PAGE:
Wray Park in Bell Street, Redan was the first medium-density housing development in Ballarat, says one of the people responsible for its construction.
Bill Chandler is almost 90, but his memory is clear – if on occasion, he has to pause and collect his thoughts.
He was born in Leith Street, and left school at 14. His father was, he says, the local garbage man.
“They were hard times,” he says.
“It got a bit messy. I wasn’t a crook, but I had… an uneasy situation in those days. It wasn’t entirely good.”
He found himself turning to drink and gambling. Recalling his early days, he begins to weep quietly. His piercing blue eyes mist.
“I crossed lines with prostitutes. I didn’t want to pay. It was only the forbearance of my family that saw me through,” he says quietly.
“I ran with a crowd that was pretty broad. Two of them ended up in jail.”
Chandler did an five-year apprenticeship as a tailor, but made his early living as a labourer for the Postmaster-General’s Department (PMG). Later he worked for the State Electricity Commission as a meter reader.
Through the guidance of his mother, he began going to church. He became a member of the Skipton Street Methodist (now Uniting) Church.
“I found within the church there were caring people,” Bill Chandler says.
“The Methodist church I went to said lots of things, a lot of things about social justice. Religion and social life, in the broad sense, were combined.
“The church taught me that drinking, smoking, gambling – there was not much value in them, none at all. That perhaps there were other directions to look to.”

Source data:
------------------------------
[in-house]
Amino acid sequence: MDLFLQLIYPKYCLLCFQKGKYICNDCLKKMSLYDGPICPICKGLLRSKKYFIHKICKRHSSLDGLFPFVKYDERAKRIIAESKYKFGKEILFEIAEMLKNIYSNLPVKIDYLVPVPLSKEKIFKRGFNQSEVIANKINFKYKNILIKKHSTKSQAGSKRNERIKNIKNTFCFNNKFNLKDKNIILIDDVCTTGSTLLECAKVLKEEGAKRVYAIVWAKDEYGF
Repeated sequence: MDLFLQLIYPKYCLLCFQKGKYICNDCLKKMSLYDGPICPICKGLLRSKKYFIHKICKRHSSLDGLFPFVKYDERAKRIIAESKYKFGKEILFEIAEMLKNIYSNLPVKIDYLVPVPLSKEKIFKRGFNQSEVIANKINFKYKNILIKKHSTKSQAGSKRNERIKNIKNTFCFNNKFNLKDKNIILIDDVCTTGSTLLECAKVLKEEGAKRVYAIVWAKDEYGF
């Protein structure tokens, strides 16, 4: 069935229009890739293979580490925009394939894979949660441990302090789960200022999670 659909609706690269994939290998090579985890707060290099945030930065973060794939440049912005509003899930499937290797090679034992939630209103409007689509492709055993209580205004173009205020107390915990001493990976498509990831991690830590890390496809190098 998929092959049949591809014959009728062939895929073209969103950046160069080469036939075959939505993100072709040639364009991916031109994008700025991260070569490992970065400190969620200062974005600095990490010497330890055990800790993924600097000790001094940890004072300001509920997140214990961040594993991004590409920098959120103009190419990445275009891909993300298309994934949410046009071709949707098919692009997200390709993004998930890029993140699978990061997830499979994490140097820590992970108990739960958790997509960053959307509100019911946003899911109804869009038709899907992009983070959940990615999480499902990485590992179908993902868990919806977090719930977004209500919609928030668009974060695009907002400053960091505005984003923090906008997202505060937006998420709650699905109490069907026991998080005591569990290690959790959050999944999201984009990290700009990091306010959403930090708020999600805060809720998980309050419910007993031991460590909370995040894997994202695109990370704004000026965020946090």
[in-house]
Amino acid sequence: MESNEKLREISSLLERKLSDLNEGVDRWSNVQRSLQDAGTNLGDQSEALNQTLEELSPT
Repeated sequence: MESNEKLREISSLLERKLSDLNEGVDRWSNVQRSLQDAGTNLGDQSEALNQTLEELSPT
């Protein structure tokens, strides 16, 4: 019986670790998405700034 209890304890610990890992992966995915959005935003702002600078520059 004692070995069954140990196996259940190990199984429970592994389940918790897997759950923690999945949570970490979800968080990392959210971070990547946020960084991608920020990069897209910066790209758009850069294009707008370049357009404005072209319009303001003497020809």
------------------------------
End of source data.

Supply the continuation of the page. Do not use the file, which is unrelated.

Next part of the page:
“You get wiser and more understanding of what someone’s done for you. I was... jumping around. I was playing football for Redan. I suppose I would have to say the guy who looked after the under-16s at Redan was great as well, guiding me. He looked after club for many years. I thanked him when I was about 20.”
It was his experience with the church which led him to help formulate the plan to build crisis accommodation on a plot of old mining land in Bell Street.
Once used as a depot for the trucks and trailers of a Ballarat house mover, Bill Chandler says his experiences of hard life as a young man gave him the vision for what could be done there, and why it was needed.
“I developed a caring thought – I’m not making any boasts or claims – but I was aware of some things that I had experienced. There were people who had extremes in life, and someone needed to do something,” he says.
Bill Chandler says his inspiration for starting the project came to him at the Methodist City Mission in Melbourne.
“It came to me, just like this: ‘Man you better get up and do something - live!’ And I felt living was what I did here, with this building.”
He begins to weep softly again.
“I mustn’t get emotional, but I had found that there were those who didn't have a house. It is hell without a house. And that is overlooked sometimes by the churches.
“I expressed the possibility of building to some people, who thought I was too young to carry the job through. So I spoke to Tom Evans (the late Liberal member for Ballarat North) who supported me and wrote a letter to the Minister for Housing stating that the land could be better used for crisis housing.
The letter prompted the construction of the 58 flats and community centre in the early 1960s. Now managed by the Department of Housing, the flats offered hope to the less well-off
Bill Chandler says he understood better and felt comfortable talking with people whose lives have been hard.
“I fit in better with people who are ‘rough’. I can go to a park and sit with a fellow who has been in prison, who’s been in trouble. I can get them help, get them to hospital if they need. Even at my age, I understand.”
“I’m proud of what I’ve done, although pride is of course a dangerous thing. I have a lot to learn still, even now. I learn by faith, hope and love. What more can a man have?”
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